Rep. Deutch to AG Sessions: Not Another Saturday Night Massacre
During a House Judiciary Committee hearing with Attorney General Jeff Sessions, Congressman Ted Deutch (FL-22), a senior member of the committee, drilled the Attorney General with questions about the President's ability to obstruct justice, fire the special prosecutor, and pardon campaign and administration officials.
"When you started your testimony today, you said that there’s nothing more important than advancing the rule of law. And when you answer the way you have, it suggests that the rule of law is crumbling at our feet."
"...And what you’ve told us today, in just this exchange, what we should all be concerned about is another Saturday Night Massacre, if you can’t tell us that the President shouldn’t fire, or can’t fire, the special counsel and everyone who works for him. We should be worried if you’re telling us that the President may be able to pardon in advance all of those who are being investigated. We should be worried about the pursuit of the rule of law."
Video of Congressman Deutch's questions can be viewed by clicking the image . A transcript of his questions is below.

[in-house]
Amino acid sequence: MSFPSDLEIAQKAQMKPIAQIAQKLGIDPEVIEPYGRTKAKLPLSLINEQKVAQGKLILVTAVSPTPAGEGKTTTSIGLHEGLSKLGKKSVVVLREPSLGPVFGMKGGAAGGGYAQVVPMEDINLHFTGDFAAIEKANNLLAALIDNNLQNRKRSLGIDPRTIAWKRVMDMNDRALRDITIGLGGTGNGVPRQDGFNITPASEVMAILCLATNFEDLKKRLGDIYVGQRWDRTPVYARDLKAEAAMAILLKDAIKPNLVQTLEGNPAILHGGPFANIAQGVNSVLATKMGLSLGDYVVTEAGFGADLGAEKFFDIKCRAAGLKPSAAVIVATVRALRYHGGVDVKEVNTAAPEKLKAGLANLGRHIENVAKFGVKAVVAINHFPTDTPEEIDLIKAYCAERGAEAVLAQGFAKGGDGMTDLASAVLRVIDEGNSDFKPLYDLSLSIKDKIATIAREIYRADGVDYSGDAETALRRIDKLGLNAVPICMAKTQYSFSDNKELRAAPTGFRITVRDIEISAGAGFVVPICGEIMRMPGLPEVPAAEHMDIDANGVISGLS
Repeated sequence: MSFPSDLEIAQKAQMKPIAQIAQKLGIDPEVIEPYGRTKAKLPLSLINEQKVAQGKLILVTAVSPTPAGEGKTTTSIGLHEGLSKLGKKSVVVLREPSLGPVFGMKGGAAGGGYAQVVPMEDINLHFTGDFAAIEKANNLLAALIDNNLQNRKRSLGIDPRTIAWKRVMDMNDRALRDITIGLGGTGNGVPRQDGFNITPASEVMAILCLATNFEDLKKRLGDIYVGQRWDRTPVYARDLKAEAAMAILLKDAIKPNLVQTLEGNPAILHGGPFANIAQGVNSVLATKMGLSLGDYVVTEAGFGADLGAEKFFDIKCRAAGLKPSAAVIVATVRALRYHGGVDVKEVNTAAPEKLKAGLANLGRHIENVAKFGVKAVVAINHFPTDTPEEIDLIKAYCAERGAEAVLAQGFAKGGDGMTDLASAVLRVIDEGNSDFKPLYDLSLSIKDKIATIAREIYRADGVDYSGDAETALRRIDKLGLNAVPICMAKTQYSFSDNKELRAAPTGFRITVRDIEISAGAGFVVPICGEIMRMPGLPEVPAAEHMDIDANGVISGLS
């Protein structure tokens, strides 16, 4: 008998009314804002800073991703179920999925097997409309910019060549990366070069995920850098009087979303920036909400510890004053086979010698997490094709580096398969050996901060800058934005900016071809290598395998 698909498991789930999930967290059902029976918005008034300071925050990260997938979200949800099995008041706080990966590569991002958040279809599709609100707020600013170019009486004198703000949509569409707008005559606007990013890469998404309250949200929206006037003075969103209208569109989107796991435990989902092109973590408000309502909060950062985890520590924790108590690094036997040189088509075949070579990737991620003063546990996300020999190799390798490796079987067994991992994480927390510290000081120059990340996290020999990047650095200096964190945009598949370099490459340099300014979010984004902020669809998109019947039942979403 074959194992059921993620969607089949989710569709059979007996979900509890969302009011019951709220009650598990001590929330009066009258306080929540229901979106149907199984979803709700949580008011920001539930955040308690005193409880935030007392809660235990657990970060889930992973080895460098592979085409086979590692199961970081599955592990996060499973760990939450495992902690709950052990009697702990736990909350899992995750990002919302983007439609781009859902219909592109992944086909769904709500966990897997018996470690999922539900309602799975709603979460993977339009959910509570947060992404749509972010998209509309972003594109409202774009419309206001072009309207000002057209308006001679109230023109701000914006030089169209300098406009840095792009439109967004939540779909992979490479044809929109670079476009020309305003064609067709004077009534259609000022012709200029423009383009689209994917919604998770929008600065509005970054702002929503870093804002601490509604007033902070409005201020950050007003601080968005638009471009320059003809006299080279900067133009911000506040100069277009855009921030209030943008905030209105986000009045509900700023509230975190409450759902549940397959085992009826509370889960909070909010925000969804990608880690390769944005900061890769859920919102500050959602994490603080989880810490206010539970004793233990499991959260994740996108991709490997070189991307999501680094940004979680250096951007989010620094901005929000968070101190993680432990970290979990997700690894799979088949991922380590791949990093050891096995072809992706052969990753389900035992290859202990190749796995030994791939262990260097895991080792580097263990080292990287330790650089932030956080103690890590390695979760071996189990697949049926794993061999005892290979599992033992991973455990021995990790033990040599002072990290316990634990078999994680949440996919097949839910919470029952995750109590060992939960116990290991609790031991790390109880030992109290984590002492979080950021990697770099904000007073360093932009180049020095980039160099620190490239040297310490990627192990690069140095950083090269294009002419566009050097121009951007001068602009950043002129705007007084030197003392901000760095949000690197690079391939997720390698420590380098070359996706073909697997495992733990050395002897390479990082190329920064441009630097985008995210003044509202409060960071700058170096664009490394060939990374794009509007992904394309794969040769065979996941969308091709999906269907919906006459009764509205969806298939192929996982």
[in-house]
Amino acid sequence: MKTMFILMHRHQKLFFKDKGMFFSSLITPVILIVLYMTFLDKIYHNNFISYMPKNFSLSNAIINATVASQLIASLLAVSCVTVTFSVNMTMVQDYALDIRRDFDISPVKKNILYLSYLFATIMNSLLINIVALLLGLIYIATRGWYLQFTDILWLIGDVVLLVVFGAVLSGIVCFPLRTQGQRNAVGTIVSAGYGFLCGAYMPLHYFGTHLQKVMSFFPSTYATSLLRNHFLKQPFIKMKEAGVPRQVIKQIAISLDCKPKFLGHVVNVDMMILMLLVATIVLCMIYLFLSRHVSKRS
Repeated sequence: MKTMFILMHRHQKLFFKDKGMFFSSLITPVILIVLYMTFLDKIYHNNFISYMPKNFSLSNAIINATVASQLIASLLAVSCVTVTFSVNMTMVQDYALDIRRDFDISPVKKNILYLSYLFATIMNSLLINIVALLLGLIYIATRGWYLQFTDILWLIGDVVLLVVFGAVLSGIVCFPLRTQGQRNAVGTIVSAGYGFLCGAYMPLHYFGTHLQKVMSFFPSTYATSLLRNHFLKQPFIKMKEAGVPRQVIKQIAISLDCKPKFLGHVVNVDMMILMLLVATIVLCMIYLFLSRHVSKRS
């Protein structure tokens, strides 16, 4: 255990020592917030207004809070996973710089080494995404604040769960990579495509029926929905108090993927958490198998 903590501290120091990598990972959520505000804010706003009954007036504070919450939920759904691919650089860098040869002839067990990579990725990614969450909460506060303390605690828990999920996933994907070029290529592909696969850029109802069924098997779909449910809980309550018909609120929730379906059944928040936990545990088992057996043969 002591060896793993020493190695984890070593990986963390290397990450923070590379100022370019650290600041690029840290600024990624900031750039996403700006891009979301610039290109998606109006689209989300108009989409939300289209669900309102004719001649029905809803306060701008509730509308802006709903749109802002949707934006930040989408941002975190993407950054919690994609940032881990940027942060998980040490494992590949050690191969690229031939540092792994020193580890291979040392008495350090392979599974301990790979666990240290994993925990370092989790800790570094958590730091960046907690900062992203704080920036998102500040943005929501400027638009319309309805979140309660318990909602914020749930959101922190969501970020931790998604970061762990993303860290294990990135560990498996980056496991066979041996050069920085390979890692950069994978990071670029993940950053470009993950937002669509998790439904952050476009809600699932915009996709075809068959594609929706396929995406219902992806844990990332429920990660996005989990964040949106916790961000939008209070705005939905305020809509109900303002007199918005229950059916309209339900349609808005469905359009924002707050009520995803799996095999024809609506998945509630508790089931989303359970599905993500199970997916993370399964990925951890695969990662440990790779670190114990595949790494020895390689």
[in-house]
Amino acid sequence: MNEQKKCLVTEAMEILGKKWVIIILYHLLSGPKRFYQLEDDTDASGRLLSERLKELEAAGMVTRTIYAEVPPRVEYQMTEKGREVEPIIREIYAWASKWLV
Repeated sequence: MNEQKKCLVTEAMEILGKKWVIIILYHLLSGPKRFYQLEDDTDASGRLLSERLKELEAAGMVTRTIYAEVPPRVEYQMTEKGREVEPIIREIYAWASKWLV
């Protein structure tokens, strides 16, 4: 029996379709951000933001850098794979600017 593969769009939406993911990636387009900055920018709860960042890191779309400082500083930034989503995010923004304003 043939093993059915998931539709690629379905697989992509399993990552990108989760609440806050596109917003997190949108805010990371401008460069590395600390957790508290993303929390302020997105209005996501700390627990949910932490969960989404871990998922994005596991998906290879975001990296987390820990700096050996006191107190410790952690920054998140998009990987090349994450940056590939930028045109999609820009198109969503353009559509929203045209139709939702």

DEUTCH: Thank you, Mr. Chairman.
Attorney General Sessions, thanks for being here.
General Sessions, who do you work for? Do you work for the American people, or do you work for the President of the United States?
SESSIONS: Well I’m a member of the Executive Branch and I work for the American people.
DEUTCH: And it’s with that in mind, your work on behalf of the American people, that I want to ask you some questions about facts and public media reports.
On February 14th, the President asked the FBI Director about the Flynn investigation, and I quote, he said, “I hope you can see your way clear to letting this go, to letting Flynn go. He is a good guy. I hope you can let this go.”
Then on May 9th, the President fired Comey. On May 11th, he went on television and announced that he fired Comey because of, and I quote again, “the Russia thing with Trump and Russia.”
General Sessions, do you think it would be reasonable for the members of this committee to conclude that the President, by first interfering in one investigation and then interfering in an investigation into himself, committed obstruction of justice?
SESSIONS: I don’t believe that’s a fair conclusion. But it’s a matter, I guess, that would be in the breast of the special counsel.
DEUTCH: And the obstruction of justice being any, among other definitions, the most popular one, in statute any communication that “endeavors to influence, obstruct, or impede, the due administration of justice.” That’s exactly what the President did in both of those cases. And in spite of - moving on to the special counsel you brought up – in spite of bipartisan efforts to protect the special counsel, Mr. Mueller, the Republican leadership in this committee have refused to take action to ensure that he’s protected.
Do you believe that the President has the legal authority to fire Special Counsel Mueller?